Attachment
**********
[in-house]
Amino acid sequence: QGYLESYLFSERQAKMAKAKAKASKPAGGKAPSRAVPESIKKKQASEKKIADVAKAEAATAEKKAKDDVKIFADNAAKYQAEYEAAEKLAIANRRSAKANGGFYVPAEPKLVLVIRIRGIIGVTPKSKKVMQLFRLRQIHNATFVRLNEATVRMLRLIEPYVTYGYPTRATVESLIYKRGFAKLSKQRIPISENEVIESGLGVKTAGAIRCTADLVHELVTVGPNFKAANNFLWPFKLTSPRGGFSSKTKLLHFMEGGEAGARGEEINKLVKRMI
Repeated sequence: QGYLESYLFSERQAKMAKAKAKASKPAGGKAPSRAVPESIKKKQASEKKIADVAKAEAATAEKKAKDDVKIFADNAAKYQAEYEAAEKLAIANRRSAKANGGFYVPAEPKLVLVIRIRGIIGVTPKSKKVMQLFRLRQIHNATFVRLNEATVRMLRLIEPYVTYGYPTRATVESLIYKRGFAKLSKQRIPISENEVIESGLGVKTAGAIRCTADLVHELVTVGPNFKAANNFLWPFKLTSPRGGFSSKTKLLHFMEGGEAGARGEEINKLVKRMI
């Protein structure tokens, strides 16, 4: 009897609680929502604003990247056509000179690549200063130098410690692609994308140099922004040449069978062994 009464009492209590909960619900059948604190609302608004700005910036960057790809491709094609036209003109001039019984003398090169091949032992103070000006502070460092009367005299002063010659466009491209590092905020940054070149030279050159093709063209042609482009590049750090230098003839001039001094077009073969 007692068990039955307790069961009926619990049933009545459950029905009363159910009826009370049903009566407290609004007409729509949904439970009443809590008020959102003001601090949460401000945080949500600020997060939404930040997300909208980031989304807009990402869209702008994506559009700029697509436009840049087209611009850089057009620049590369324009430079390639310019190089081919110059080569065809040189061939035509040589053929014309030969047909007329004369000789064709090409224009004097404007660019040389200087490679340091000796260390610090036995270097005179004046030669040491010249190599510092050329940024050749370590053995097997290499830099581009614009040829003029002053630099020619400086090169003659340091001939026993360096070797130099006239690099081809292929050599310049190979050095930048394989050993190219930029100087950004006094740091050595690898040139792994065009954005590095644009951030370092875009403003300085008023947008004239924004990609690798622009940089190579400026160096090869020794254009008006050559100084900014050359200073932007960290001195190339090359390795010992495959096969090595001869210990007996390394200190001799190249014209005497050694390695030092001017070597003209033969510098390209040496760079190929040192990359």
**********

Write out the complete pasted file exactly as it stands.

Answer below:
[in-house]
Amino acid sequence: QGYLESYLFSERQAKMAKAKAKASKPAGGKAPSRAVPESIKKKQASEKKIADVAKAEAATAEKKAKDDVKIFADNAAKYQAEYEAAEKLAIANRRSAKANGGFYVPAEPKLVLVIRIRGIIGVTPKSKKVMQLFRLRQIHNATFVRLNEATVRMLRLIEPYVTYGYPTRATVESLIYKRGFAKLSKQRIPISENEVIESGLGVKTAGAIRCTADLVHELVTVGPNFKAANNFLWPFKLTSPRGGFSSKTKLLHFMEGGEAGARGEEINKLVKRMI
Repeated sequence: QGYLESYLFSERQAKMAKAKAKASKPAGGKAPSRAVPESIKKKQASEKKIADVAKAEAATAEKKAKDDVKIFADNAAKYQAEYEAAEKLAIANRRSAKANGGFYVPAEPKLVLVIRIRGIIGVTPKSKKVMQLFRLRQIHNATFVRLNEATVRMLRLIEPYVTYGYPTRATVESLIYKRGFAKLSKQRIPISENEVIESGLGVKTAGAIRCTADLVHELVTVGPNFKAANNFLWPFKLTSPRGGFSSKTKLLHFMEGGEAGARGEEINKLVKRMI
């Protein structure tokens, strides 16, 4: 009897609680929502604003990247056509000179690549200063130098410690692609994308140099922004040449069978062994 009464009492209590909960619900059948604190609302608004700005910036960057790809491709094609036209003109001039019984003398090169091949032992103070000006502070460092009367005299002063010659466009491209590092905020940054070149030279050159093709063209042609482009590049750090230098003839001039001094077009073969 007692068990039955307790069961009926619990049933009545459950029905009363159910009826009370049903009566407290609004007409729509949904439970009443809590008020959102003001601090949460401000945080949500600020997060939404930040997300909208980031989304807009990402869209702008994506559009700029697509436009840049087209611009850089057009620049590369324009430079390639310019190089081919110059080569065809040189061939035509040589053929014309030969047909007329004369000789064709090409224009004097404007660019040389200087490679340091000796260390610090036995270097005179004046030669040491010249190599510092050329940024050749370590053995097997290499830099581009614009040829003029002053630099020619400086090169003659340091001939026993360096070797130099006239690099081809292929050599310049190979050095930048394989050993190219930029100087950004006094740091050595690898040139792994065009954005590095644009951030370092875009403003300085008023947008004239924004990609690798622009940089190579400026160096090869020794254009008006050559100084900014050359200073932007960290001195190339090359390795010992495959096969090595001869210990007996390394200190001799190249014209005497050694390695030092001017070597003209033969510098390209040496760079190929040192990359």